There is a chronological drift to the book’s nine chapters, but the organization is also thematic. In chapter 1, Bowersock shows how pre-Islamic Arabia was closely tied to the international politics and cultural transformations of the late antique Near East. The author notes Byzantine and Sassanian connections, but he is most keen to demonstrate ties to Ethiopia, as these are underappreciated linkages. In the fourth century, monotheism spread across the region. The Arab tribes of Himyar (Yemen) established a Jewish kingdom and the Ethiopians based in Axum converted to Christianity. These changes intensified religious rivalries and foreign entanglement. In the 520s, “irredentist” Ethiopia conquered Himyar, and an independent Ethiopian king, Abraha, established himself there (p. 18). According to archaeological evidence, Abraha ruled vigorously, conducting diplomacy, building churches, and marching armies that threatened Mecca. Though his kingdom crumbled, it left a “toxic legacy” of tension between Christians and pagan polytheists (p. 29). Bowersock’s work is particularly original here, as it builds on his previous The Throne of Adulis: Red Sea Wars on the Eve of Islam (2013). Chapter 2 widens the lens on religion by surveying Arab paganism (Bowersock prefers “polytheism”), with asides about the name “Allah,” angels, and the diverse forms of non-Jewish, non-Christian monotheism that predated Islam (for example, the religion of Abraham, hanifiyya). Chapter 3 focuses on Mecca, including its origins and commercial and religious identity. Bowersock argues Crone went too far in diminishing the town’s mercantile importance. She also underestimated its antiquity, which is attested to in a second-century register by Ptolemy. Bowersock’s facility with Greek and Latin sources and the fruitful comparisons he makes with ancient cities like Petra show the benefits of his perspective. In this chapter, he also elaborates on the “efflorescence of prophets and prophecy” at the time, with Musaylima, Muhammad’s famed rival, as an emblem rather than an exception (p. 58).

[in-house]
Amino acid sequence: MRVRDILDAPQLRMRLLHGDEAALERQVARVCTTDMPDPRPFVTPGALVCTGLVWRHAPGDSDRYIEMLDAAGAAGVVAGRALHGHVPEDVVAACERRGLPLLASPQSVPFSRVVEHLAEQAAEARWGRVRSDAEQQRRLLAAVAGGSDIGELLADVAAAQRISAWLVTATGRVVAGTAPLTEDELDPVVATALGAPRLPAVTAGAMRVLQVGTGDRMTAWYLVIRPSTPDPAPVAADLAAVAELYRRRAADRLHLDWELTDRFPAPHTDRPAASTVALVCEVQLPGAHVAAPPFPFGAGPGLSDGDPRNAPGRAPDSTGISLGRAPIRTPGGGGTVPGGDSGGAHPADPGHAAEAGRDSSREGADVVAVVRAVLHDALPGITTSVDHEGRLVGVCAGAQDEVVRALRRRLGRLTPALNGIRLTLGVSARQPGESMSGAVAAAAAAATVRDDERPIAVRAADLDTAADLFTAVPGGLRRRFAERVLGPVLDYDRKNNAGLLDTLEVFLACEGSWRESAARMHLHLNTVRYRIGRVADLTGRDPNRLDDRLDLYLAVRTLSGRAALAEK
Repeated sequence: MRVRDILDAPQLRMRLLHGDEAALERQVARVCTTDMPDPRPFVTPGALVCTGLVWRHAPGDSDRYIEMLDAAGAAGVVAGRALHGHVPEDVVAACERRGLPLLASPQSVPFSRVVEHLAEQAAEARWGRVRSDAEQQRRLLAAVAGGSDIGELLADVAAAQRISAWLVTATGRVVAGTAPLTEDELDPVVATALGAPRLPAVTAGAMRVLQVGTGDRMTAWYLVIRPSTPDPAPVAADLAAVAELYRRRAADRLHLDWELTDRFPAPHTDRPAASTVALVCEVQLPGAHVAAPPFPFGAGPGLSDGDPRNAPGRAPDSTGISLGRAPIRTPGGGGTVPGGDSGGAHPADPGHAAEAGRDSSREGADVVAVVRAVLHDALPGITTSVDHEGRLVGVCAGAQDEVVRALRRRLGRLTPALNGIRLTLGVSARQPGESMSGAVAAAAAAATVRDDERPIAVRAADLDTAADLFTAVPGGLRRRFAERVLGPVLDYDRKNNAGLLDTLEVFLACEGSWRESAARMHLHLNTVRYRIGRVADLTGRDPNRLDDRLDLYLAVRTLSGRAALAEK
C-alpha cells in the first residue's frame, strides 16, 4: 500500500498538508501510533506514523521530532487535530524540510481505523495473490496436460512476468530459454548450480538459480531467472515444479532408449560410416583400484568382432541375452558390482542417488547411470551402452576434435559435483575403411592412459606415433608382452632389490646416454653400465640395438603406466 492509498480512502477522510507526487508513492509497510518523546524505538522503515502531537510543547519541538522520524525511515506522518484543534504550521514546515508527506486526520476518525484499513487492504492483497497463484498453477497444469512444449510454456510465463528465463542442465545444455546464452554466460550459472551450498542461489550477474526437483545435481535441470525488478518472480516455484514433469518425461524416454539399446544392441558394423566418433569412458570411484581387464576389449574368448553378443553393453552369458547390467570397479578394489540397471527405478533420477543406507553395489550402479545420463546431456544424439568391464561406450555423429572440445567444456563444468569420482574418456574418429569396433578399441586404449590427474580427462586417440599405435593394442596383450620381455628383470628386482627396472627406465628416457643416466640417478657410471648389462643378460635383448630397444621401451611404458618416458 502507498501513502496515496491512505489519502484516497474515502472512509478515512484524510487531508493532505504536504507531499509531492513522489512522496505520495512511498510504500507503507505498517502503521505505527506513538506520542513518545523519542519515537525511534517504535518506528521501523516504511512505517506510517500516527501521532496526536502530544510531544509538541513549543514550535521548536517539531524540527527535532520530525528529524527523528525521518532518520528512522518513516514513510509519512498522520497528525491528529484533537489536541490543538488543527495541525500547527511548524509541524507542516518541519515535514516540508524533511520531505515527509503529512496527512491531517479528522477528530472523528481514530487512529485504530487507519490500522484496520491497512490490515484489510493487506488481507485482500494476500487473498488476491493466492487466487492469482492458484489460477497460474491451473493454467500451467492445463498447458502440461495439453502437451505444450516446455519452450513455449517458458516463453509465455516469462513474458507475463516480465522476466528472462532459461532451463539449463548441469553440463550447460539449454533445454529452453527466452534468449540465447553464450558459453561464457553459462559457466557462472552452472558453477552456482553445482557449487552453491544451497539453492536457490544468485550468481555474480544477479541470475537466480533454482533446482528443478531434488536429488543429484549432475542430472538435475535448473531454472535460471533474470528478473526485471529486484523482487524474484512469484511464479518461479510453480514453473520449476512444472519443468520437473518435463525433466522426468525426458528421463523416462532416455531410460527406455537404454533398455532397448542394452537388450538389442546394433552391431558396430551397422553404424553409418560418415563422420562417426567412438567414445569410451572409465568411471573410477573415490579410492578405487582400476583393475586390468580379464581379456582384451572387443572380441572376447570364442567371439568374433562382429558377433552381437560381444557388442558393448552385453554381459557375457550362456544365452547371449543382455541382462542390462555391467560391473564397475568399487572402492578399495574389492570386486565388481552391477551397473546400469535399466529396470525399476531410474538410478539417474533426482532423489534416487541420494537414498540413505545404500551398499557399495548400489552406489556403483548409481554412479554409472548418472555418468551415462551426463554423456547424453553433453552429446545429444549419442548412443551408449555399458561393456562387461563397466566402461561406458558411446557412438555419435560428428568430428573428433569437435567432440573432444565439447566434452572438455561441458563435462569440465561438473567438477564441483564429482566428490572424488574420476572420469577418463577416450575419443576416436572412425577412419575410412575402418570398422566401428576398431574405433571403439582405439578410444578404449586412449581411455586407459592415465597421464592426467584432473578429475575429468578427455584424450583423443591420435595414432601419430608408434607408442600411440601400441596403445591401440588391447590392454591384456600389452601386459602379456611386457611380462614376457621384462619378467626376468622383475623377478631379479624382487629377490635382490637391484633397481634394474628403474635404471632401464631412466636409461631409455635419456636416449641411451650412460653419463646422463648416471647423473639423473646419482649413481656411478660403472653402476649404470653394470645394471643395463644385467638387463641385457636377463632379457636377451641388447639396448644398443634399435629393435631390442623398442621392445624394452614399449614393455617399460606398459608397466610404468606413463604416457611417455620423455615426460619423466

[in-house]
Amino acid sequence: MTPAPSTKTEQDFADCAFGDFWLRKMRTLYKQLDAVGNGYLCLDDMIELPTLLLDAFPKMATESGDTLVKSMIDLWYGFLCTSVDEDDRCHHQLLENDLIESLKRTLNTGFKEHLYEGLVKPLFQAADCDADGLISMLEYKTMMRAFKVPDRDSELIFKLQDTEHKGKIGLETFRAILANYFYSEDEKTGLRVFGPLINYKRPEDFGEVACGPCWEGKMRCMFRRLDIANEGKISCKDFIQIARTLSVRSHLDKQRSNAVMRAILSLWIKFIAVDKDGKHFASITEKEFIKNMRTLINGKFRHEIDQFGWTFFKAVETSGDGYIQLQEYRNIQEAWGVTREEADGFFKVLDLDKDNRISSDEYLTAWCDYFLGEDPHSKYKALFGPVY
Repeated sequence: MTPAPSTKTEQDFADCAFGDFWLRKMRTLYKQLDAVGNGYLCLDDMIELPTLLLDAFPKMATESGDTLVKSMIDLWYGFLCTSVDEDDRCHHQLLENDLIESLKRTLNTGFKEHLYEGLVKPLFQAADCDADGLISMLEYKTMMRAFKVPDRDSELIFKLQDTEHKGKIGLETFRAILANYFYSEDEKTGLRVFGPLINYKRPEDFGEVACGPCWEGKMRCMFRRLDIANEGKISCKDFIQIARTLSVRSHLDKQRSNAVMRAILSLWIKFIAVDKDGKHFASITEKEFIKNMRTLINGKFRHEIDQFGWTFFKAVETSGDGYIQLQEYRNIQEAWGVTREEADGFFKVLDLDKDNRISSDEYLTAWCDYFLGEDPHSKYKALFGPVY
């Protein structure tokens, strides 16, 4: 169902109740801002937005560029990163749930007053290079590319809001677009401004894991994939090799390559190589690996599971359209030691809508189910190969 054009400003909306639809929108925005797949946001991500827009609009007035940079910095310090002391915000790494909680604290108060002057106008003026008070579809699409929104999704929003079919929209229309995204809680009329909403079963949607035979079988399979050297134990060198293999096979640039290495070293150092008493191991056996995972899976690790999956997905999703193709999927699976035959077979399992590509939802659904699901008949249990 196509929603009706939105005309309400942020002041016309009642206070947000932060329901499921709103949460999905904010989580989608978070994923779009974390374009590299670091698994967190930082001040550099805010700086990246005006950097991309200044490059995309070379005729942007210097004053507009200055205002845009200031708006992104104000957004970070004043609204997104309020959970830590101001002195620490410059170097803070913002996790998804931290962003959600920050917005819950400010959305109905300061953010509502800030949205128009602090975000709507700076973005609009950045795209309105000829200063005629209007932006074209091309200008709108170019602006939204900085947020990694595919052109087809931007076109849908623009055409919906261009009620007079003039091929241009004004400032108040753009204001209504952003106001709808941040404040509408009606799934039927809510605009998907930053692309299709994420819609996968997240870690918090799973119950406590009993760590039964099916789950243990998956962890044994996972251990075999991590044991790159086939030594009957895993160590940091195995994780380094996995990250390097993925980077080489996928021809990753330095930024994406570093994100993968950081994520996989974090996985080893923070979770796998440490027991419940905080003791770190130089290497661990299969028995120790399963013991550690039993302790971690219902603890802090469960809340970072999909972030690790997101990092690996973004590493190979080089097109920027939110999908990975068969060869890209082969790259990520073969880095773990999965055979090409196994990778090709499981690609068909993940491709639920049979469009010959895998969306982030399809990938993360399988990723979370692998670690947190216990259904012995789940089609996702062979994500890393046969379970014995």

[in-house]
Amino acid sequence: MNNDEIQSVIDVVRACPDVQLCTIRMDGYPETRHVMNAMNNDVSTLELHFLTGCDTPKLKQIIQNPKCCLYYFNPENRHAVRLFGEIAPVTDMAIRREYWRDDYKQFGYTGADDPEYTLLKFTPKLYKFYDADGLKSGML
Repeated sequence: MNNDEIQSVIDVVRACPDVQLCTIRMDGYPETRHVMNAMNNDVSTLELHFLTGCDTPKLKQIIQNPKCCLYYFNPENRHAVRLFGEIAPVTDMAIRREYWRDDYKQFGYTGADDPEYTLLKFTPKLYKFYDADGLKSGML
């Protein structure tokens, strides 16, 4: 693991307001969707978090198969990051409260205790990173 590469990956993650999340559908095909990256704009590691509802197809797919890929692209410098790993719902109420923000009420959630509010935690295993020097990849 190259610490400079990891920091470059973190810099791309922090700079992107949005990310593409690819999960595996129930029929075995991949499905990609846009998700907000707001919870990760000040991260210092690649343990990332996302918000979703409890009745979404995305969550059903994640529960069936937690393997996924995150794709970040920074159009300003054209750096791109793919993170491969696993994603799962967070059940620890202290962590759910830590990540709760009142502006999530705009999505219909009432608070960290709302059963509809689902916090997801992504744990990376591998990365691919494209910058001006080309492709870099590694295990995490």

Chapter 4 backtracks to lay out, once more, the “symbiosis” between Arabia and Ethiopia, “a sleeping giant that awaited yet another call to life” (pp. 65, 69). For Bowersock, this matrix is vital to understanding Muhammad’s prophetic career and the mold that was cast for relations with non-Muslim “People of the Book.” As conditions worsened in Mecca, the early believers sought refuge with the Christian negus in Axum. This was the first “emigration” (hijra), circa 615. The encounter left many traces in the Qur’an and subsequent Muslim memory. Chapter 5 shifts north and, somewhat curiously, drills down into the Persians’ conquest of Jerusalem in 614. Here the Sassanians and Jews of the city cooperated—as they did in Arabia—against the Byzantine Christians. But Bowersock’s larger point seems to be that the alleged violence of the takeover has been exaggerated. Indeed, the archaeological evidence is now, he submits, conclusive in supporting a picture of relative stability across the Persian and later Muslim capture of Jerusalem in 638. There is a “new consensus” that before the Islamic conquests the Near East was not “lying desolate and ready for new rulers” but “was already experienced in survival under a foreign power and therefore all the more likely to be accommodating when a new one arrived” (pp. 96-97). Chapter 6 returns to Arabia and examines Muhammad’s career in Yathrib/Medina, where his followers established themselves after the hijra of 622. Bowersock paints a scene of swelling tensions, especially among the Jewish and pagan tribes of the oasis town. To explain the absorption of the believers and the elevation of Muhammad—as represented in the remarkable “Constitution of Medina”—the author adopts the notion that Byzantine emperor Heraclius leaned on his clients in the area to neutralize potential allies of the Sassanians and to secure the southern flank of his pending campaign against Persia.